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Researchers uncover new ways that E. coli processes lactose

The results obtained testify to the possible multifunctionality of enzymes, which were considered before to be extremely specialized

MOSCOW, March 15./TASS/. A scientific team under the guidance of Skoltech Professor Mikhail Gelfand has discovered a previously unknown way of converting lactose with the bacteria, Escherichia coli (collibacillus) inhabiting human (and other mammalian) bowels. The bacteria uses genes designed for the metabolism of other substances. The study’s results were published in the journal Scientific Reports.

The results obtained testify to the possible multifunctionality of enzymes, which were considered before to be extremely specialized. This discovery brings up a variety of complementary issues concerning biochemical characteristics, peculiarity, and affinity to various substrates of enzymes.

E. coil tends to routinely feed on glucose, but in the absence of this substance, the bacteria could switch to other substances, for example, lactose. E. coli is capable of efficiently switching between different "foods" within a few hours because the genes responsible for particular tasks, for instance, for absorbing lactose, are not scattered over the entire bacterial chromosome but are amassed in groups, in operons. This sort of composition helps in regulating the genes functioning, switching off needless genes upon shifting from processing glucose to processing lactose.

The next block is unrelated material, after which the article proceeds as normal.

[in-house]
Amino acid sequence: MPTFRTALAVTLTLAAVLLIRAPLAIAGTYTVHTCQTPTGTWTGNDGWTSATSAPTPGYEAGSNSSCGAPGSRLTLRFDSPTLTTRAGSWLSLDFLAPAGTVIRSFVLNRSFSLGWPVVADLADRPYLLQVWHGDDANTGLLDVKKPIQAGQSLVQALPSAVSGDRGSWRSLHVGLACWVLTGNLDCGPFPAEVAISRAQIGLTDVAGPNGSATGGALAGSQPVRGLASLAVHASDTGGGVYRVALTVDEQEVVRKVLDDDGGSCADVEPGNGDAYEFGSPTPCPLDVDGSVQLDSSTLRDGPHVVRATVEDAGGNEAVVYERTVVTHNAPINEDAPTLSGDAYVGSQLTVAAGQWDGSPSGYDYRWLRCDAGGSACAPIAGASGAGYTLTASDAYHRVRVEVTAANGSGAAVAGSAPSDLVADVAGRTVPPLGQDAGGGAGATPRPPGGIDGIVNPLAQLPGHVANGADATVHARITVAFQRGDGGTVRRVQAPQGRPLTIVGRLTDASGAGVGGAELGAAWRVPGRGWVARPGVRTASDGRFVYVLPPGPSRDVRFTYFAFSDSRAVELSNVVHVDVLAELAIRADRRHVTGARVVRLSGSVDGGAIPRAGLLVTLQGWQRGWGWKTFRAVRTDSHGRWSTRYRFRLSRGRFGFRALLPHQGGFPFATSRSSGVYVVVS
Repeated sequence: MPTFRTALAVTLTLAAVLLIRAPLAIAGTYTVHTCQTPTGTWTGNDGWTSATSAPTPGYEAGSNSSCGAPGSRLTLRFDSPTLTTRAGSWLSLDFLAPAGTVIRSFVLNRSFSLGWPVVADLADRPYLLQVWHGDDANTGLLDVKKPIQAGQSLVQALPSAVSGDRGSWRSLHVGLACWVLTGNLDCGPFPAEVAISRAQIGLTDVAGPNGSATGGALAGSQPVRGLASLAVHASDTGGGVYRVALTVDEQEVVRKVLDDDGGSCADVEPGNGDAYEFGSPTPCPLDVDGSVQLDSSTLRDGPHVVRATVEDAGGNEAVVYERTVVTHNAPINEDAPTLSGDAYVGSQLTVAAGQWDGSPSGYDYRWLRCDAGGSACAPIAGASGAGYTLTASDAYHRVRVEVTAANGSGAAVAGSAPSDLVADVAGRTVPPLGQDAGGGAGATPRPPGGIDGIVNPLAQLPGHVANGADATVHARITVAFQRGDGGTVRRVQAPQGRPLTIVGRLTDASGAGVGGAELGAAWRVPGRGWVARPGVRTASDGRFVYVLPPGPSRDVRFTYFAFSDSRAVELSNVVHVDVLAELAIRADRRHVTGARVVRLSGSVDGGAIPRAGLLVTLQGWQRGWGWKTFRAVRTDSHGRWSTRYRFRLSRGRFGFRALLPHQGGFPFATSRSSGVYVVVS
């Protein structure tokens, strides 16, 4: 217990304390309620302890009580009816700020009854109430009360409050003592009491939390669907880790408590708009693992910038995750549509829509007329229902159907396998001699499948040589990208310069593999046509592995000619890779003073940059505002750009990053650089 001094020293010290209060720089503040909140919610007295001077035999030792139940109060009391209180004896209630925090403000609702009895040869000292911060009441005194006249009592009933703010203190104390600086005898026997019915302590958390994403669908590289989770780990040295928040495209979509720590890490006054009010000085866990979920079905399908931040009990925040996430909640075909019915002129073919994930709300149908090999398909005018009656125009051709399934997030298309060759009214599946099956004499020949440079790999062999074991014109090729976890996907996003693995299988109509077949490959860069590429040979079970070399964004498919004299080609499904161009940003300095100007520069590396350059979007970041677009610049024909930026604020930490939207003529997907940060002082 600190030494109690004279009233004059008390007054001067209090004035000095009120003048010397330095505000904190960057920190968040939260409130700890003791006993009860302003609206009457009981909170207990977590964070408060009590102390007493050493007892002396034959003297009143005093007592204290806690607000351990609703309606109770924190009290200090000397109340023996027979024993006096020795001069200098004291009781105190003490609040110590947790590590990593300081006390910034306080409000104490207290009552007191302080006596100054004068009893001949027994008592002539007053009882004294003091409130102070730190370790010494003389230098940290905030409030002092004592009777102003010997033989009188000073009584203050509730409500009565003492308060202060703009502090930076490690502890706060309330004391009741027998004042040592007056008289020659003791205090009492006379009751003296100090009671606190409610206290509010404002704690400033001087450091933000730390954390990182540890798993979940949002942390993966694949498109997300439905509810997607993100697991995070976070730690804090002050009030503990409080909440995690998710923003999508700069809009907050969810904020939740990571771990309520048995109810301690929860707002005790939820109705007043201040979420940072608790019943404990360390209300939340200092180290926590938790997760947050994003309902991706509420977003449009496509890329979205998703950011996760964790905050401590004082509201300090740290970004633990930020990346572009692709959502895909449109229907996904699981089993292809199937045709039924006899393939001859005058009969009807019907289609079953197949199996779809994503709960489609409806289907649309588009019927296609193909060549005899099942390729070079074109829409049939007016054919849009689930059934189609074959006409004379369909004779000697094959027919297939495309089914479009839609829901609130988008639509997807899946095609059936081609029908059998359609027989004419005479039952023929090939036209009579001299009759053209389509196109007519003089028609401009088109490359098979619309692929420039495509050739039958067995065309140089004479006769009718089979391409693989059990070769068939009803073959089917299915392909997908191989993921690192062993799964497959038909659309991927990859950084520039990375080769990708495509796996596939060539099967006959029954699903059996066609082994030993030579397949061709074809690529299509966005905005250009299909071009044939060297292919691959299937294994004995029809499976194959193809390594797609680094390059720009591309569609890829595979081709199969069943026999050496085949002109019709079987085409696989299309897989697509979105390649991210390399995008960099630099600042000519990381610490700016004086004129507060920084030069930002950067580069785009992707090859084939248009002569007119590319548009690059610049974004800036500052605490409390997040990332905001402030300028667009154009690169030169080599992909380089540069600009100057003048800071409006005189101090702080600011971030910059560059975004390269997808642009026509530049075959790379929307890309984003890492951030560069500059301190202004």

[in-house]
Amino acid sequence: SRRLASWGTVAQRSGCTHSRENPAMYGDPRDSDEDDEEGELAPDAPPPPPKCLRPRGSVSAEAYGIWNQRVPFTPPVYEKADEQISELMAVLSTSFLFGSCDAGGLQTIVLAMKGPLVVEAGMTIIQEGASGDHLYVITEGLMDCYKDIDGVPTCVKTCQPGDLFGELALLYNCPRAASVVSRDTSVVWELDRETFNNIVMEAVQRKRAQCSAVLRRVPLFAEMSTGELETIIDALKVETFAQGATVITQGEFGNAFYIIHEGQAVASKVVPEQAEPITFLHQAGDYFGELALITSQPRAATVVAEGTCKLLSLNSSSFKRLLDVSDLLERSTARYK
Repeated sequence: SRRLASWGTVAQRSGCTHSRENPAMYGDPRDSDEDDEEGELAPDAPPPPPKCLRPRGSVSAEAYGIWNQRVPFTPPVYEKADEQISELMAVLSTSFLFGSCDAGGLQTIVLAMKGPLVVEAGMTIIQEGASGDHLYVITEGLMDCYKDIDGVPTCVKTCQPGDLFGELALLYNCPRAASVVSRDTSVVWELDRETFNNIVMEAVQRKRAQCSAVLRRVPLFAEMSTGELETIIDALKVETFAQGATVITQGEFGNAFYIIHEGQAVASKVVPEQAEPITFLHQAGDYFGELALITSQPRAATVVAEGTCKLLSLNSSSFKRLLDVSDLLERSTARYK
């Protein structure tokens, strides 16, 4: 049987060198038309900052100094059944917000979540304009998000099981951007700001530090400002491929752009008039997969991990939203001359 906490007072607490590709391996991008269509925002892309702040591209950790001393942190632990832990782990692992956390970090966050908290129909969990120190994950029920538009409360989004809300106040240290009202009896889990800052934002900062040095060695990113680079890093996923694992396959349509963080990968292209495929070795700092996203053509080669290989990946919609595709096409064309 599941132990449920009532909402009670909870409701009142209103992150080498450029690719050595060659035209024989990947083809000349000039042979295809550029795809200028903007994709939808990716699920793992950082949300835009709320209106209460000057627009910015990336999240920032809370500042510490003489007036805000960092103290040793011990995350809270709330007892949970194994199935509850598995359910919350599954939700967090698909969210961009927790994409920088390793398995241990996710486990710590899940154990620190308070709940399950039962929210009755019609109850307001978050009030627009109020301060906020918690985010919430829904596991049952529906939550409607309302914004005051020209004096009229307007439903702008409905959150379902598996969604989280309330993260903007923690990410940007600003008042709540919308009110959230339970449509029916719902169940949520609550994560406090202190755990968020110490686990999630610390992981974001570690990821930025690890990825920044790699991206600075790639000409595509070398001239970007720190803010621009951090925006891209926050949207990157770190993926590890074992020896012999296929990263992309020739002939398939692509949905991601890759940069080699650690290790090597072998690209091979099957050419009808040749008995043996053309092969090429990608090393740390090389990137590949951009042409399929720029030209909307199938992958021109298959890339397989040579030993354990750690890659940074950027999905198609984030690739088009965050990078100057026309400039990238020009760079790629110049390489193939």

Previously, it has been assumed that E. coli has only one metabolic pathway of processing lactose, but the researchers have discovered that the operon of collibacillus required for the breakdown of sulfur-containing carbohydrates contain very similar shared arrangements of genes with another operon of other bacteria - bacillus that is responsible for processing lactose.

The researchers assumed that this operon of E. coli might also take part in the utilization of lactose, and the experiments upheld the hypothesis by showing that genes that enable the metabolism of carbon disulfide are involved in processing lactose. These genes were active when the lactose was present in the surrounding medium and switched off upon the absence of lactose. Moreover, even if the traditional pathway of processing lactose is deactivated, the bacteria can grow and breed using lactose as a primary food source.

According to the researchers' article, the case they researched is an example of a successful prediction of genes functioning based exclusively on their location in the genome. "This story shows the power of integration of bioinformatic and experimental methods in solving typical molecular biological challenges," Professor Gelfand commented.